Win a Few, Lose a Few

06/16/2013 07:25 pm ET | Updated Aug 16, 2013
  • Dr. Charles G. Cogan Associate, Belfer Center for Science and International Affairs at Harvard's Kennedy School

The United States and its Allies outsmarted the Russians on Libya -- by enticing it into supporting a UN Security Council vote against Qadhafi. So far, Russia has outsmarted the West on Syria, by blocking a move in the Security Council against Bashar al-Asad.

Now, and suddenly, President Obama, in part to fulfill his imprudent setting of a "red line" if Bashar used chemical weapons in Syria, has had it announced that the U.S. will now send small arms and ammunition to the Syrian rebels.

Regardless of how the struggle in Syria comes out, we should ask ourselves why are we doing this and what difference does it make? Syria is not a strategic interest of the U.S.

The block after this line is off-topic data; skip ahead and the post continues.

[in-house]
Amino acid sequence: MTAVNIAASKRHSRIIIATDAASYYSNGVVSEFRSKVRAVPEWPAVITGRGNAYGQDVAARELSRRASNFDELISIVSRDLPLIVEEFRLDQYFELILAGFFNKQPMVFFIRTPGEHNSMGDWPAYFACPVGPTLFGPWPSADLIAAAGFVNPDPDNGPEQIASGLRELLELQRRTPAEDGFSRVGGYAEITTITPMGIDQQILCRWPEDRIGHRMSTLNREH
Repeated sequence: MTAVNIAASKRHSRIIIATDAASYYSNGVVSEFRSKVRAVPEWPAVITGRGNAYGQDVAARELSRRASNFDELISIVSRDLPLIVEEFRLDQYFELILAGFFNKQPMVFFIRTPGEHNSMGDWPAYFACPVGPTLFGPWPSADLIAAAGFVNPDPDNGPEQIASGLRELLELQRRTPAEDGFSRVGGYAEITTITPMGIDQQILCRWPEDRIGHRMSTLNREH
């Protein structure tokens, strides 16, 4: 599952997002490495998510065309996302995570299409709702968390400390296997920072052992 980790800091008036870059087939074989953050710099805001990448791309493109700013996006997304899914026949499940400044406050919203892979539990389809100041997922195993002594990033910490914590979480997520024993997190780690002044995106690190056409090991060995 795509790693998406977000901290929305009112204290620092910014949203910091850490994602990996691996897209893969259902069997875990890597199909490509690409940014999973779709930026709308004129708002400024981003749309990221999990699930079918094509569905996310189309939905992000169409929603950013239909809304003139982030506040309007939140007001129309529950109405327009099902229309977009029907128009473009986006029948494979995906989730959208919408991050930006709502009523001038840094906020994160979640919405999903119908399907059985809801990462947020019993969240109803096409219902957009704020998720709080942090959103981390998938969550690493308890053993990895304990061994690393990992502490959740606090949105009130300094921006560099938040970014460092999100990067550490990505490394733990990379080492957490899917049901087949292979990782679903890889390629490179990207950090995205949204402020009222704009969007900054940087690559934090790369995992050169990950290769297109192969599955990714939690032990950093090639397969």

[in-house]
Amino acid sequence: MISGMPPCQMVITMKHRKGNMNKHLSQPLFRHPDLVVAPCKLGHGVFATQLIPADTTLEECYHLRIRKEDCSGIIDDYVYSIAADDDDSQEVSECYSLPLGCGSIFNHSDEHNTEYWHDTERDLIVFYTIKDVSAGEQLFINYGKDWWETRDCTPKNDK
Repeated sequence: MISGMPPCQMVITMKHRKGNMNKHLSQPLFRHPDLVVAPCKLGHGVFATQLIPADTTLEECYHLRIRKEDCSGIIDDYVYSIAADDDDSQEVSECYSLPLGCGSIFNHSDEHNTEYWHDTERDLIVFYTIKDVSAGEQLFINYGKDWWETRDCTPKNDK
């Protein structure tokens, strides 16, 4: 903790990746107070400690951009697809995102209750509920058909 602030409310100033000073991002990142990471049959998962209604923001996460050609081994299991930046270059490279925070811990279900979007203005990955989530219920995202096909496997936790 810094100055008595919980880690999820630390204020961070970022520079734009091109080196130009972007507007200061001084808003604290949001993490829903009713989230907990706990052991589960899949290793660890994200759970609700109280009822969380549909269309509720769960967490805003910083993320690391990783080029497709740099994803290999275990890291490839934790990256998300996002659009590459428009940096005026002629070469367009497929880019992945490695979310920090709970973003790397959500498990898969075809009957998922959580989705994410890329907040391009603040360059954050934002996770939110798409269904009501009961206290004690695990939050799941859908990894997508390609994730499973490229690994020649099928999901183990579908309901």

Since the end of the Cold War, the United States is not threatened militarily and will not be for a long time. In his new book, "Foreign Policy Begins at Home," Richard Haass, the president of the Council on Foreign Relations, argues convincingly that the U.S. should concentrate on rebuilding itself at home and only intervene abroad with the utmost care and prudence.

Which opens the question of why, when the U.S. is not threatened militarily by another power, it seems unable to shake off the Cold War mentality of having to win every game with the Russians, whatever the reason - "face," prestige, or city-on-the-hill messianism. This inner pride has gotten us into a number of foreign misadventures in the past including, recently, an unnecessary war (Iraq) and a prolonged one (Afghanistan).

Since we are not threatened militarily, we should adjust our judgments and our rhetoric to the realization that we don't have to appear to win at everything.